| JUST RELEASED (7/15/15): The First Incredible Closeup Image of Pluto Reveals Gigantic Ice Mountains |
After a journey of 10 years and three billion miles, NASA’s New Horizons spacecraft has made its closest approach to Pluto.
I’m not saying “successfully” because we don’t yet know how well the spacecraft has fared during its close encounter. We’ll know by about 9 p.m. EDT when New Horizons is supposed to phone home.
But scientists do know that the piano-sized probe skimmed just 7,750 miles above the surface of the far away world at 7:49 EDT today — as planned — and is now speeding ever outward into the icy Kuiper Belt.
When I say speeding, I mean it: At closest approach, New Horizons was zipping along at 30,000 miles per hour, making it the fastest spacecraft ever launched.
To appreciate what a remarkable achievement New Horizons’ close encounter with Pluto truly was, consider this, from NASA:
New Horizons’ almost 10-year, three-billion-mile journey to closest approach at Pluto took about one minute less than predicted when the craft was launched in January 2006. The spacecraft threaded the needle through a 36-by-57 mile (60 by 90 kilometers) window in space — the equivalent of a commercial airliner arriving no more off target than the width of a tennis ball.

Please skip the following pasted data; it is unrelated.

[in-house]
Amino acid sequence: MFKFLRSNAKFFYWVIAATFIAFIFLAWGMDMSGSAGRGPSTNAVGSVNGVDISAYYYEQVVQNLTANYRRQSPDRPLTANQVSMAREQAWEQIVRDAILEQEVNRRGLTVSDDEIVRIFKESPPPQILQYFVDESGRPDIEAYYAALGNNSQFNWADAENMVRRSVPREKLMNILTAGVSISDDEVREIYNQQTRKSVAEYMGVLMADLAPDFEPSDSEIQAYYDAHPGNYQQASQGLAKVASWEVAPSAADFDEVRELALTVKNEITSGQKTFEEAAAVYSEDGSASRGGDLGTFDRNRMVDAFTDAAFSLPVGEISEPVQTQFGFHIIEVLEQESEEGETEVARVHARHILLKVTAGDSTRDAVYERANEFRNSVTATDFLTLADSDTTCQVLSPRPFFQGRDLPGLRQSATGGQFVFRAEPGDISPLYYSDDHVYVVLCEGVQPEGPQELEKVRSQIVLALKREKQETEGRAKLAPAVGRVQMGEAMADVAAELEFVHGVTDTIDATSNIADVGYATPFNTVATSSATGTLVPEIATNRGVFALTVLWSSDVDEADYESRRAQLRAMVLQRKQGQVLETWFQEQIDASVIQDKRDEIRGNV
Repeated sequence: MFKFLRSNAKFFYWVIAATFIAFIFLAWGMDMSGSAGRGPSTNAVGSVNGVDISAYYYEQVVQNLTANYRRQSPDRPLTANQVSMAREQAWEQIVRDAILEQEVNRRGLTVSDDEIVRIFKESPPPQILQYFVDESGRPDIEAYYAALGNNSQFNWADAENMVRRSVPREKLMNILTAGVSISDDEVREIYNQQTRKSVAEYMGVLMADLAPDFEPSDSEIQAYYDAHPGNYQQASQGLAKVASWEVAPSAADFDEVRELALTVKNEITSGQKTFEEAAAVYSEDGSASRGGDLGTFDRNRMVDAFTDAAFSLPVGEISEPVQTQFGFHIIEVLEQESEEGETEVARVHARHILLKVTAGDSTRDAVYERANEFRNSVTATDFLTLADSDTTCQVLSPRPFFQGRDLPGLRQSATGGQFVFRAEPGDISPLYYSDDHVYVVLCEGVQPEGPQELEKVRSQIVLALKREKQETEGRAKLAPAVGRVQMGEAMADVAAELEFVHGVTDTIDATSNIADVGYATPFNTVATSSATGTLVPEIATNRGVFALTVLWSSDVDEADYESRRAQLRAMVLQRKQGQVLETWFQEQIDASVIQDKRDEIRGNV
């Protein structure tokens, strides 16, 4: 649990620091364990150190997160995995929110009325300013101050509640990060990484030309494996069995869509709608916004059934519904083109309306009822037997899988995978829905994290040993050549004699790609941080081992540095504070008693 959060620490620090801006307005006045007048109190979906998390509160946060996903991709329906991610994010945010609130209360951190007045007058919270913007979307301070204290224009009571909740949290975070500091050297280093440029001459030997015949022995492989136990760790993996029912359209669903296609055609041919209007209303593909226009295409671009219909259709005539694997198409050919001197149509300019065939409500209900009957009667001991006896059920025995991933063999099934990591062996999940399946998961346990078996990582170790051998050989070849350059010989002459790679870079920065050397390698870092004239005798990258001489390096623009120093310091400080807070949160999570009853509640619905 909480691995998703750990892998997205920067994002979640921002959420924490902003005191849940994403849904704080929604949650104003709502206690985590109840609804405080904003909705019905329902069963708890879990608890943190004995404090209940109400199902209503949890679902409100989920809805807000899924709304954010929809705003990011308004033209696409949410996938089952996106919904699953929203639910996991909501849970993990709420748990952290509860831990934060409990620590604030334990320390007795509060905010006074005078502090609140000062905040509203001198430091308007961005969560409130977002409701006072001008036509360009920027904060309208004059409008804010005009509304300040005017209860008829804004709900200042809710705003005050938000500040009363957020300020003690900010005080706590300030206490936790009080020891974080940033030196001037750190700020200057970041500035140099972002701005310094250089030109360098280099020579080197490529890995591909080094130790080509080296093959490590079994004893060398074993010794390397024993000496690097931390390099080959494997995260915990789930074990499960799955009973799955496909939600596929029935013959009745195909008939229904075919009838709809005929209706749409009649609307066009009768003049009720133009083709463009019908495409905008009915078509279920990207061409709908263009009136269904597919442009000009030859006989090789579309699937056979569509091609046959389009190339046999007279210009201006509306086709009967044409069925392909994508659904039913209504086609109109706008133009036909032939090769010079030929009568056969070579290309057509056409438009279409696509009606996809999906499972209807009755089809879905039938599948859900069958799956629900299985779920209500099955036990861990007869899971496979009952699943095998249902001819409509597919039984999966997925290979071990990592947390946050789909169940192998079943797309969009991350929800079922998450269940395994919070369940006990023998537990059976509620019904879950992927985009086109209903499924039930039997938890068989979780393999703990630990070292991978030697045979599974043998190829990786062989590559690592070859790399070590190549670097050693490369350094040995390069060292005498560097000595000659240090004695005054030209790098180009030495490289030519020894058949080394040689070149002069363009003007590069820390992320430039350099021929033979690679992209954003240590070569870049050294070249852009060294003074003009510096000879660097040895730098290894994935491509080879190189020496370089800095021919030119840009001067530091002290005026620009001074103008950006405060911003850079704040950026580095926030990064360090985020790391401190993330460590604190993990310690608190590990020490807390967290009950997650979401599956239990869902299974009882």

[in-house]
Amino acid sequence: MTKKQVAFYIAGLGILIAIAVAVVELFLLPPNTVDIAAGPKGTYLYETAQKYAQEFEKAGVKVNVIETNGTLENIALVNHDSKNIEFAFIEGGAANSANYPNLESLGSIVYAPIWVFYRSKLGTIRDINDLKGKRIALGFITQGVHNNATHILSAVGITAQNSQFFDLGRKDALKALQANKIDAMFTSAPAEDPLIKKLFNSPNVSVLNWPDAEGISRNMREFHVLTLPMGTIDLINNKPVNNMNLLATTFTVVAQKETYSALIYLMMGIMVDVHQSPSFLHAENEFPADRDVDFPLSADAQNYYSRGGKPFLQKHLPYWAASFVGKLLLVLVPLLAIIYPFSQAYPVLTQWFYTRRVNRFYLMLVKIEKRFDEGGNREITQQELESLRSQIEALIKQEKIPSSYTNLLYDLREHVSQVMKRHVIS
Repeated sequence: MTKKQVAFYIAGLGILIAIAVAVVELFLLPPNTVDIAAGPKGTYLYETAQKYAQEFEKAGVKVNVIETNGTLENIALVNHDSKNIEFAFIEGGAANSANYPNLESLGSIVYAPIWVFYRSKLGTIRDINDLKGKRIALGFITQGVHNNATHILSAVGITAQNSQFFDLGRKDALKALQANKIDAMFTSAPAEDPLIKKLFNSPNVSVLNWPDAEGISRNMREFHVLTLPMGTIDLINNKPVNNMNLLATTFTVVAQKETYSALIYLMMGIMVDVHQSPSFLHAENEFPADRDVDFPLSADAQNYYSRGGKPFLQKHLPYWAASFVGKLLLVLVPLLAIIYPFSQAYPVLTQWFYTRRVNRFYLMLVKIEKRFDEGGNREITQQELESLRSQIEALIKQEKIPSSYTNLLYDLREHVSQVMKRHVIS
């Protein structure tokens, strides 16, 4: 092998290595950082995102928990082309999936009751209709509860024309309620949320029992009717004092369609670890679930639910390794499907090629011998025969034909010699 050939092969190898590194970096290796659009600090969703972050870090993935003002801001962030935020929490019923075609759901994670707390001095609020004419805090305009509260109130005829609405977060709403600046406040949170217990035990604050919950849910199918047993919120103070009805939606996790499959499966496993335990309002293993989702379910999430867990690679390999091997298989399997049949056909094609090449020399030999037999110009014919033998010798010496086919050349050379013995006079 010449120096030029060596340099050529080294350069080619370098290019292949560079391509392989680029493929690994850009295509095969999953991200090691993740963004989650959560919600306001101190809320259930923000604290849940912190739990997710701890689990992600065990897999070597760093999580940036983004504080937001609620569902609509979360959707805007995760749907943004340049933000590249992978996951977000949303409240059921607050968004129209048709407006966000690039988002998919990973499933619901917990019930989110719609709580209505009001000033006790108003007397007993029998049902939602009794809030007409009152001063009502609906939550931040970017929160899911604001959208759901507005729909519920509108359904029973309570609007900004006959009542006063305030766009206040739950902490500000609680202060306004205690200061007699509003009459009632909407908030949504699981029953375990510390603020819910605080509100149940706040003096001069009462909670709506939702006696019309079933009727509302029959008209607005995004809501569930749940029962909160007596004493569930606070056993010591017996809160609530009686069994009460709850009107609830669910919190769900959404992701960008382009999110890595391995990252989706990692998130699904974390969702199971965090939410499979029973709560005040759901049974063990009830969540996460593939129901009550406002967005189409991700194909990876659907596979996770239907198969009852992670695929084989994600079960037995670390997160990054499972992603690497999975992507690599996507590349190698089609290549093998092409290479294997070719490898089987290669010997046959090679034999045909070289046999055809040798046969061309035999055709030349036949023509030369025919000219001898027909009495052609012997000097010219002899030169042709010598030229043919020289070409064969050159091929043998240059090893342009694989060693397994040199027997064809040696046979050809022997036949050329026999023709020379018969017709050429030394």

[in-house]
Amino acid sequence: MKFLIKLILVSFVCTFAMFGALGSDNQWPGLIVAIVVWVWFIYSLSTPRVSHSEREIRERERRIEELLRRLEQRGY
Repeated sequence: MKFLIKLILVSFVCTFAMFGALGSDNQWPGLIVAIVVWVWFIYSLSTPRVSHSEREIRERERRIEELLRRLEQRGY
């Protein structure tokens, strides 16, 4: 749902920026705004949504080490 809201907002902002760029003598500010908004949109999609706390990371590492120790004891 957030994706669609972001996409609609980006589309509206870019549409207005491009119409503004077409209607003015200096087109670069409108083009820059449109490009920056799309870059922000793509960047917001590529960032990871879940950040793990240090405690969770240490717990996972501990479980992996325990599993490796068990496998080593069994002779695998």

When New Horizons reestablishes contact tonight, it is scheduled to begin sending a trove of scientific data back to Earth — 10 year’s worth. That’s so much that it will take 16 months to complete the data transfer!
Then on Wednesday afternoon, NASA should release processed images taken during the spacecraft’s closest approach.
As we wait for New Horizons to reestablish contact tonight, we can enjoy the spectacular close-up image it snapped of Pluto when it was 476,000 miles from the surface. It was the final image sent back before the spacecraft made its closest approach.
The rusty tones come from low resolution color information acquired by an instrument called Ralph (the name is a reference to the Honeymooners television show). Here is NASA’s description of what you’re seeing:
This view is dominated by the large, bright feature informally named the “heart,” which measures approximately 1,000 miles (1,600 kilometers) across. The heart borders darker equatorial terrains, and the mottled terrain to its east (right) are complex. However, even at this resolution, much of the heart’s interior appears remarkably featureless—possibly a sign of ongoing geologic processes.
With New Horizons’ close encounter with Pluto, the reconnaissance of the classical solar system — Mercury, Venus, Mars, Jupiter, Saturn, Uranus, Neptune and now Pluto — is complete.